With all of the talk about unit tests and test driven development, there is little talk about writing tests for stored procedures and other database code. I would argue that testing stored procs is just as important (if not more important) than testing .NET code because (a) you don’t recompile all of your SQL code when you change something and (b) bugs in stored procs can lead to really bad things like data corruption that are hard to fix.

Writing tests for database code is not rocket science. There are no SQL testing frameworks to learn (at least I don’t know of any), but that’s fine because you can do just fine with plain ol’ T-SQL.

Let’s say I have a database that looks like this:

create table Users
(
    UserId int not null primary key identity(1,1),
    Username varchar(255)
)

create table Roles
(
    RoleId int not null primary key identity(1,1),
    RoleName varchar(255)
)

create table UsersInRoles
(
    UserId int not null, -- foreign key to Users
    RoleId int not null, -- foreign key to Roles
)

And let’s say that we were going to write a stored proc that looks like this:

create procedure [dbo].[IsUserInRole]
(
    @UserId int,
    @RoleId int
)
as
begin

if exists (select 1 from UsersInRoles where UserId = @UserId and RoleId = @RoleId)
    return 1
return 0

end

We can easily write a test for this. The test might look like this:

create procedure [dbo].[unittest_IsUserInRole]
as
begin

begin transaction

-- set stuff up
declare @UserId int
declare @AnotherUserId int
declare @RoleId int
declare @AnotherRoleId int

insert into Users (Username) values ('test')
set @UserId = scope_identity()

insert into Users (Username) values ('another user')
set @AnotherUserId = scope_identity()

insert into Roles (RoleName) values ('test role')
set @RoleId = scope_identity()

insert into Roles (RoleName) values ('another test role')
set @AnotherRoleId = scope_identity()

insert into UsersInRoles (UserId, RoleId) values (@UserId, @RoleId)

-- test stuff
declare @result int

-- should return true if the user is in the role
exec @result = IsUserInRole @UserId, @RoleId
if @result <> 1
raiserror('Test failed: should return true if the user is in the role', 16, 1)

-- should return false if user is not in the role but is in another role
exec @result = IsUserInRole @UserId, @AnotherRoleId
if @result <> 0
raiserror('Test failed: should return false if user is not in the role but is in another role', 16, 1)

-- should return false if user is not in the role but another user is in the role
exec @result = IsUserInRole @AnotherUserId, @RoleId
if @result <> 0
raiserror('Test failed: should return false if user is not in the role but another user is in the role', 16, 1)

-- should return false if the user does not exist
declare @NonExistantUserId
select @NonExistantUserId = max(UserId) + 1 from Users
exec @result = IsUserInRole @NonExistantUserId , @RoleId
if @result <> 0
raiserror('Test failed: should return false if the user does not exist', 16, 1)

-- should return false if the role does not exist
declare @NonExistantRoleId
select @NonExistantRoleId = max(RoleId) + 1 from Roles
exec @result = IsUserInRole @UserId, @NonExistantRoleId
if @result <> 0
raiserror('Test failed: should return false if the role does not exist', 16, 1)

rollback transaction

end

Notice that I’m beginning a transaction at the beginning of the test procedure and I’m rolling it all back at the end. That way all of the test objects that I insert into the tables won’t be left around after the test is done. If one of my assertions fails, the test will throw an error (but everything will still get rolled back).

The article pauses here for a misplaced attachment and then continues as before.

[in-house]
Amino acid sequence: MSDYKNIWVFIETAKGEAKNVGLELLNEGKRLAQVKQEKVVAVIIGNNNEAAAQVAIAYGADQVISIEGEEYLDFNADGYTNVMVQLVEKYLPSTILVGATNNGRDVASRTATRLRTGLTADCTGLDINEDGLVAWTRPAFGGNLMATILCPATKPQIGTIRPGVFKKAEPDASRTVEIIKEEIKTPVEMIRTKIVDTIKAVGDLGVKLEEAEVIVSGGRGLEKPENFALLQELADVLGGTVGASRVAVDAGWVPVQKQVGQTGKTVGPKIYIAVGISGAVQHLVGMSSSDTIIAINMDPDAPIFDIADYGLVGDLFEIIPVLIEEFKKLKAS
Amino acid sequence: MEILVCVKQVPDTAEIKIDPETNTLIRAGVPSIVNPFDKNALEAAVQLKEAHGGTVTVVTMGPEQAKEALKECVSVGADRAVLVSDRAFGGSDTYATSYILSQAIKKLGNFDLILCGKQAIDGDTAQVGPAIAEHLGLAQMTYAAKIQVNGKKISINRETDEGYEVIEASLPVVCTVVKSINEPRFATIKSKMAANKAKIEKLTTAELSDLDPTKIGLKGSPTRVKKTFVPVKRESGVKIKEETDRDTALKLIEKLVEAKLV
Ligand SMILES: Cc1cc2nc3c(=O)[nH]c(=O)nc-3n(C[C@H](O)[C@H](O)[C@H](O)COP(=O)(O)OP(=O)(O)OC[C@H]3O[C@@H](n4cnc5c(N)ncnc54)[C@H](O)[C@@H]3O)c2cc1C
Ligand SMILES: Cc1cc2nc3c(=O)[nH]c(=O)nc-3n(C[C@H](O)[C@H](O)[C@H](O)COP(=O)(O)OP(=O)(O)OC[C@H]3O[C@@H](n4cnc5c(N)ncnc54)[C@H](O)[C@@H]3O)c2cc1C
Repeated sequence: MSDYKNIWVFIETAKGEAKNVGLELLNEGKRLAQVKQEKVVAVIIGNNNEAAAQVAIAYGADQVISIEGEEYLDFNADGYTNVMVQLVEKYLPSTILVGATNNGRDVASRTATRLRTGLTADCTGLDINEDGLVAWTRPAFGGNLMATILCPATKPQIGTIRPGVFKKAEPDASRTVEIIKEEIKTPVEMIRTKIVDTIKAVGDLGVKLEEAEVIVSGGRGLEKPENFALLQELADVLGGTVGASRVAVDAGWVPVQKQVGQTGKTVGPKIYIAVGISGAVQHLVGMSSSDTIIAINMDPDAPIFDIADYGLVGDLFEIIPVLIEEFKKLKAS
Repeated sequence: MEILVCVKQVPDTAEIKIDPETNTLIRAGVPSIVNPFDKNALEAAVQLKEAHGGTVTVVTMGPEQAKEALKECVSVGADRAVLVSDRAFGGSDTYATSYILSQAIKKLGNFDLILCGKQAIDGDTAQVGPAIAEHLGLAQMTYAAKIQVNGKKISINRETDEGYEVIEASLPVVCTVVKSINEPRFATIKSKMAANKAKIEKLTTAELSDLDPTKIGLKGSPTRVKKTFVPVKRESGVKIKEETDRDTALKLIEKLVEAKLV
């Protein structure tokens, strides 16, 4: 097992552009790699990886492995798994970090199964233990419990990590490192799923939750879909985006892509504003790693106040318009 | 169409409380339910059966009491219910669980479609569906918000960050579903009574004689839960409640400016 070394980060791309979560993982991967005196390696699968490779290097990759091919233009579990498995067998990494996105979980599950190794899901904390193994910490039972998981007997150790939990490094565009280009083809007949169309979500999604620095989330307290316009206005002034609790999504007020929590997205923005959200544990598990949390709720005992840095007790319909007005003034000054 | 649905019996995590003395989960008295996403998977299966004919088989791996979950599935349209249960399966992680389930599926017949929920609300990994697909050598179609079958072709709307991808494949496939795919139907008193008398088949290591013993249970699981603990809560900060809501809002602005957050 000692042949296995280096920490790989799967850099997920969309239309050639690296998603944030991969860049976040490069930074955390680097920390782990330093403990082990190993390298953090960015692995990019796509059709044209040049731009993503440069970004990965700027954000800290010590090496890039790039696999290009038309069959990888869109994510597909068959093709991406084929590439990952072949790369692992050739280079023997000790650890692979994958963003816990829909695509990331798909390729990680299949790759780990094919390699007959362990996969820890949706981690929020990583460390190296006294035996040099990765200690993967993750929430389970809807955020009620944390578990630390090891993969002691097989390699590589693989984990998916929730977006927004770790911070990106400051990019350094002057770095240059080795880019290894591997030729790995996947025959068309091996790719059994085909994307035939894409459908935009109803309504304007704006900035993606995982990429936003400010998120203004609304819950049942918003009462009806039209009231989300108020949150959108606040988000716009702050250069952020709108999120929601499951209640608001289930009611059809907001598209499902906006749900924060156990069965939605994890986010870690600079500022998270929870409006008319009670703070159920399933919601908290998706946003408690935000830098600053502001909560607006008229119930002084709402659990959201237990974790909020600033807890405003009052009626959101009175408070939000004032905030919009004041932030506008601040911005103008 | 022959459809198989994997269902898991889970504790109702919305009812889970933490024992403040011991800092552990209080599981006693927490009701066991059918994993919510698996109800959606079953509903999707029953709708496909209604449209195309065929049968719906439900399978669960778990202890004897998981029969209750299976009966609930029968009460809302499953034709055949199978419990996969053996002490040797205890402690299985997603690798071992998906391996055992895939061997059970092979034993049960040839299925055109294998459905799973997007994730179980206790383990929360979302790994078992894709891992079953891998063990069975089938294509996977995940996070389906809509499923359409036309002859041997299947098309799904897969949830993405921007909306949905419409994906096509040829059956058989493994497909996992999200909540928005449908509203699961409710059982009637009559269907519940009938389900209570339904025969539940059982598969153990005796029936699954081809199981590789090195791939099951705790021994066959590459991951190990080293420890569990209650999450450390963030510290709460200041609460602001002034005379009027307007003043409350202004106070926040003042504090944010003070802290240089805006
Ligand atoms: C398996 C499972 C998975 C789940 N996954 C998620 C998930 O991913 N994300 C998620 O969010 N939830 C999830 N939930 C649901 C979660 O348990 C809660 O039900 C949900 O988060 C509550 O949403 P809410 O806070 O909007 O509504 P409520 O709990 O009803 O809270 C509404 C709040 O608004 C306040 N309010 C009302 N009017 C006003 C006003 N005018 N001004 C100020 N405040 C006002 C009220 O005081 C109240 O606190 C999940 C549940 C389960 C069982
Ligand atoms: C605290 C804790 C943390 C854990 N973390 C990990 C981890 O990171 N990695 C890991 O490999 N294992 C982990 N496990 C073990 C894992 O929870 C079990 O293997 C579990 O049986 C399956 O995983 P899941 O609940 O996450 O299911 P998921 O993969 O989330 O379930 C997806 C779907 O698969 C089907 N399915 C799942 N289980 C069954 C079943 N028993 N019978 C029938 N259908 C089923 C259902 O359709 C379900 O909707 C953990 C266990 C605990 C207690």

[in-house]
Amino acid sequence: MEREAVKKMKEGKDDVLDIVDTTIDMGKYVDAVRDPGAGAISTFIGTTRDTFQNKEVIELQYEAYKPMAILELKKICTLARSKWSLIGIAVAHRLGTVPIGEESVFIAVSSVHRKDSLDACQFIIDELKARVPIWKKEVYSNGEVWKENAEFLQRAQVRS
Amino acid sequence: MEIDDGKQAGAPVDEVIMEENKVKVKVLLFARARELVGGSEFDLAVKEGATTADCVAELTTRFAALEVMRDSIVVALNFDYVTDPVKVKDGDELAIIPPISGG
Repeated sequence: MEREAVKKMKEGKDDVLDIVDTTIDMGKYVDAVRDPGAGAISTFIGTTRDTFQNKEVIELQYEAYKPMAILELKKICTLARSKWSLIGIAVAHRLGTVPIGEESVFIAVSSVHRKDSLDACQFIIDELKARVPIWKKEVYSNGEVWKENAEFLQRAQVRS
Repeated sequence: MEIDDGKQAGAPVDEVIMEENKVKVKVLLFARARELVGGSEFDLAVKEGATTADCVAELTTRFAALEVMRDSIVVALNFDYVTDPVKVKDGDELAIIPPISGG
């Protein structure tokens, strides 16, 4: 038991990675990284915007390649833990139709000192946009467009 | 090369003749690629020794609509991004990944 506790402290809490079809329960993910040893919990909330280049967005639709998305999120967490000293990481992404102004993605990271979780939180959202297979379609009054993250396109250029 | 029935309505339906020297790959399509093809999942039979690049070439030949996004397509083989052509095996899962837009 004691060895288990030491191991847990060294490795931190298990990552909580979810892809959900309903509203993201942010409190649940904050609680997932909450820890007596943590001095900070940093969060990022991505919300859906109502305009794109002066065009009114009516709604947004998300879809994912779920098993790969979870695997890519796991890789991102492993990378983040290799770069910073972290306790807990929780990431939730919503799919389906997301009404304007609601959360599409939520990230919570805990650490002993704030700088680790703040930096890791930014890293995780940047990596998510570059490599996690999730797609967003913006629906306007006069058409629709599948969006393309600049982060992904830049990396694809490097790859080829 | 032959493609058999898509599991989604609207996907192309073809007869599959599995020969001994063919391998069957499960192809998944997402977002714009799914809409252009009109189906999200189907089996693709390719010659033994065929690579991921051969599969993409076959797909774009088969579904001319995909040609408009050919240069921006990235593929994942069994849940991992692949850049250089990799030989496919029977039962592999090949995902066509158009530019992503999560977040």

The last step is to call the test proc from a standard .NET unit test using your favorite testing framework, which might look like this:

[TestFixture]
public class When_checking_to_see_if_a_user_is_in_a_role
{
    [Test]
    public void Run_IsUserInRole_tests()
    {
        // call the test stored procedure here
    }
}

That’s it! Now you can have peace of mind when you write T-SQL code too!

A real world story of why TDD is good

Wednesday, January 27th, 2010

As if I needed any more convincing, I ran into another situation where TDD saved me from a lot of pain.

On my current project, we have a lot of client-side Ajax-y goodness. The feature that I was working on was dragging something from one part of the page and dropping it on another part of the page. I was using jQuery UI’s Draggables and Droppables to do this. I got most of the way done, and then realized that jQuery UI draggable/droppable support does not work completely in IE because of some IE bugs that they apparently have not worked around yet. (A newer version of the jQuery UI has come out since I wrote this so it’s probably fixed now.)

Luckily, I wrote all my JavaScript the TDD way, so all of the UI concerns were separated out from the code that has the logic in it. So I was easily able to pull out jQuery’s drag and drop and replaced it with Yahoo UI’s drag and drop in only 4 hours (and I’ve never used YUI before). The only code I needed to change was the JavaScript that was in the ASPX page (this is all of the untestable stuff that wires stuff up to actual DOM objects). All of the underpinning logic (some of which still uses jQuery, as does the rest of the site) all works the same as it did before.

If TDD hadn’t led me into well-designed, object-oriented JavaScript, doing this would have taken a lot longer than 4 hours. In fact, it probably would’ve been really difficult to do without just rewriting most of what I had done. But this is one of the reasons that we write tests first — it gives a code based is easy to change and easy to maintain. I experienced that first-hand today.

Your personal TDD accountability partner!

Wednesday, January 27th, 2010

The next time you are getting lazy about not writing your tests first and you need someone to keep you in line, you have someone that you can turn to!